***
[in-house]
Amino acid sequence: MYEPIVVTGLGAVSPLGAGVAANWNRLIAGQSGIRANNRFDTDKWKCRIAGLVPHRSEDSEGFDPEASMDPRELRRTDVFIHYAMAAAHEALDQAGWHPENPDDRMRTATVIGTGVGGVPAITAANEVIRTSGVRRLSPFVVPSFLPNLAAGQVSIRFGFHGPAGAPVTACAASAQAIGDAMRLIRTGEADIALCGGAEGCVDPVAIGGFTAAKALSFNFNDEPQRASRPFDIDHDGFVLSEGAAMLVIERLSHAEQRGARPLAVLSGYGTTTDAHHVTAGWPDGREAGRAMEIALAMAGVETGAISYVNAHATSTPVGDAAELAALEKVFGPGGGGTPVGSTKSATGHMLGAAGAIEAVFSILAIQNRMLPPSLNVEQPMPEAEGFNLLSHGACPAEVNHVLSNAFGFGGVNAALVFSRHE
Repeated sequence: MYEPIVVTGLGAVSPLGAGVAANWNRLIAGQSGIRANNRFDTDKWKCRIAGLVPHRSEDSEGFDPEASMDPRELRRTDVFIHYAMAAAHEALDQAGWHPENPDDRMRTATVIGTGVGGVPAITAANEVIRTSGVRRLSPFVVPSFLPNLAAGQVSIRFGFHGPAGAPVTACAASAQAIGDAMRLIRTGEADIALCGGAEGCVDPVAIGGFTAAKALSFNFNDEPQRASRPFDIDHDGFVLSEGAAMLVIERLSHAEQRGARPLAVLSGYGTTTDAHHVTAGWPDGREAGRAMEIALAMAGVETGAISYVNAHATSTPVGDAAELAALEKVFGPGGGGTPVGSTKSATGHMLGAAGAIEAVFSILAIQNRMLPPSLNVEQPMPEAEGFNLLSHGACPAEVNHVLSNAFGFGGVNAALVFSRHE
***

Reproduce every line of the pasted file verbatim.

[in-house]
Amino acid sequence: MYEPIVVTGLGAVSPLGAGVAANWNRLIAGQSGIRANNRFDTDKWKCRIAGLVPHRSEDSEGFDPEASMDPRELRRTDVFIHYAMAAAHEALDQAGWHPENPDDRMRTATVIGTGVGGVPAITAANEVIRTSGVRRLSPFVVPSFLPNLAAGQVSIRFGFHGPAGAPVTACAASAQAIGDAMRLIRTGEADIALCGGAEGCVDPVAIGGFTAAKALSFNFNDEPQRASRPFDIDHDGFVLSEGAAMLVIERLSHAEQRGARPLAVLSGYGTTTDAHHVTAGWPDGREAGRAMEIALAMAGVETGAISYVNAHATSTPVGDAAELAALEKVFGPGGGGTPVGSTKSATGHMLGAAGAIEAVFSILAIQNRMLPPSLNVEQPMPEAEGFNLLSHGACPAEVNHVLSNAFGFGGVNAALVFSRHE
Repeated sequence: MYEPIVVTGLGAVSPLGAGVAANWNRLIAGQSGIRANNRFDTDKWKCRIAGLVPHRSEDSEGFDPEASMDPRELRRTDVFIHYAMAAAHEALDQAGWHPENPDDRMRTATVIGTGVGGVPAITAANEVIRTSGVRRLSPFVVPSFLPNLAAGQVSIRFGFHGPAGAPVTACAASAQAIGDAMRLIRTGEADIALCGGAEGCVDPVAIGGFTAAKALSFNFNDEPQRASRPFDIDHDGFVLSEGAAMLVIERLSHAEQRGARPLAVLSGYGTTTDAHHVTAGWPDGREAGRAMEIALAMAGVETGAISYVNAHATSTPVGDAAELAALEKVFGPGGGGTPVGSTKSATGHMLGAAGAIEAVFSILAIQNRMLPPSLNVEQPMPEAEGFNLLSHGACPAEVNHVLSNAFGFGGVNAALVFSRHE